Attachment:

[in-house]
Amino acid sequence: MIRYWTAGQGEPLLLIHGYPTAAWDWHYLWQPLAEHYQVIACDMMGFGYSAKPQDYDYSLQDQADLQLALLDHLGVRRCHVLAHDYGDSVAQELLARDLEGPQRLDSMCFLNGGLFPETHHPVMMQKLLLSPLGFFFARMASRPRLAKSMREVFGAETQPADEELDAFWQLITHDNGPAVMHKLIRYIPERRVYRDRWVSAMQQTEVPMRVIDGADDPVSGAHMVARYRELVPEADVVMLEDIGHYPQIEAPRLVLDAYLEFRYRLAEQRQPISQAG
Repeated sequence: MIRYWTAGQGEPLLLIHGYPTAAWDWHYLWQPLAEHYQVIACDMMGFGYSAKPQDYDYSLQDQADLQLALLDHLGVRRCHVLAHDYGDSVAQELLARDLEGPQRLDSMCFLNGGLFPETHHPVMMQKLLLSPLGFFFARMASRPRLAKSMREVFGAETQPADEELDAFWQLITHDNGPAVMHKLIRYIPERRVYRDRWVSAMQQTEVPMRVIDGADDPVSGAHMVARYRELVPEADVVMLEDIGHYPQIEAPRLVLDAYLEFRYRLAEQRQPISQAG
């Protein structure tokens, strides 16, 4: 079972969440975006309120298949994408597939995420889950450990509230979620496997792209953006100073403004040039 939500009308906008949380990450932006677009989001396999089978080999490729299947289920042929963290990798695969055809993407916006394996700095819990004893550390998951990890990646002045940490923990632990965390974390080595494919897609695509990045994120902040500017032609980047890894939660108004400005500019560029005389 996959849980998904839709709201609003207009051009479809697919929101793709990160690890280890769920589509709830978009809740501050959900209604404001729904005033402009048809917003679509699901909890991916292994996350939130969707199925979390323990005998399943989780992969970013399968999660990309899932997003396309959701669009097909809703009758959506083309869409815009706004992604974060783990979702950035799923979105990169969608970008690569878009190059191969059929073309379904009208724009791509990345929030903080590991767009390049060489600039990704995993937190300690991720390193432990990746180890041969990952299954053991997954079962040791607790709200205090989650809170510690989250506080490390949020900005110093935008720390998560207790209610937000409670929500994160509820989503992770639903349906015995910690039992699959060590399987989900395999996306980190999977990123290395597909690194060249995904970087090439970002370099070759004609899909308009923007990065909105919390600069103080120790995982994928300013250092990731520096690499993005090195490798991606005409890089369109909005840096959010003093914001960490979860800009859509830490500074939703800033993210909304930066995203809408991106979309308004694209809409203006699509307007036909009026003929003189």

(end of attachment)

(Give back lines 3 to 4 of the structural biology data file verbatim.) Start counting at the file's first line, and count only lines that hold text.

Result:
Repeated sequence: MIRYWTAGQGEPLLLIHGYPTAAWDWHYLWQPLAEHYQVIACDMMGFGYSAKPQDYDYSLQDQADLQLALLDHLGVRRCHVLAHDYGDSVAQELLARDLEGPQRLDSMCFLNGGLFPETHHPVMMQKLLLSPLGFFFARMASRPRLAKSMREVFGAETQPADEELDAFWQLITHDNGPAVMHKLIRYIPERRVYRDRWVSAMQQTEVPMRVIDGADDPVSGAHMVARYRELVPEADVVMLEDIGHYPQIEAPRLVLDAYLEFRYRLAEQRQPISQAG
């Protein structure tokens, strides 16, 4: 079972969440975006309120298949994408597939995420889950450990509230979620496997792209953006100073403004040039 939500009308906008949380990450932006677009989001396999089978080999490729299947289920042929963290990798695969055809993407916006394996700095819990004893550390998951990890990646002045940490923990632990965390974390080595494919897609695509990045994120902040500017032609980047890894939660108004400005500019560029005389 996959849980998904839709709201609003207009051009479809697919929101793709990160690890280890769920589509709830978009809740501050959900209604404001729904005033402009048809917003679509699901909890991916292994996350939130969707199925979390323990005998399943989780992969970013399968999660990309899932997003396309959701669009097909809703009758959506083309869409815009706004992604974060783990979702950035799923979105990169969608970008690569878009190059191969059929073309379904009208724009791509990345929030903080590991767009390049060489600039990704995993937190300690991720390193432990990746180890041969990952299954053991997954079962040791607790709200205090989650809170510690989250506080490390949020900005110093935008720390998560207790209610937000409670929500994160509820989503992770639903349906015995910690039992699959060590399987989900395999996306980190999977990123290395597909690194060249995904970087090439970002370099070759004609899909308009923007990065909105919390600069103080120790995982994928300013250092990731520096690499993005090195490798991606005409890089369109909005840096959010003093914001960490979860800009859509830490500074939703800033993210909304930066995203809408991106979309308004694209809409203006699509307007036909009026003929003189």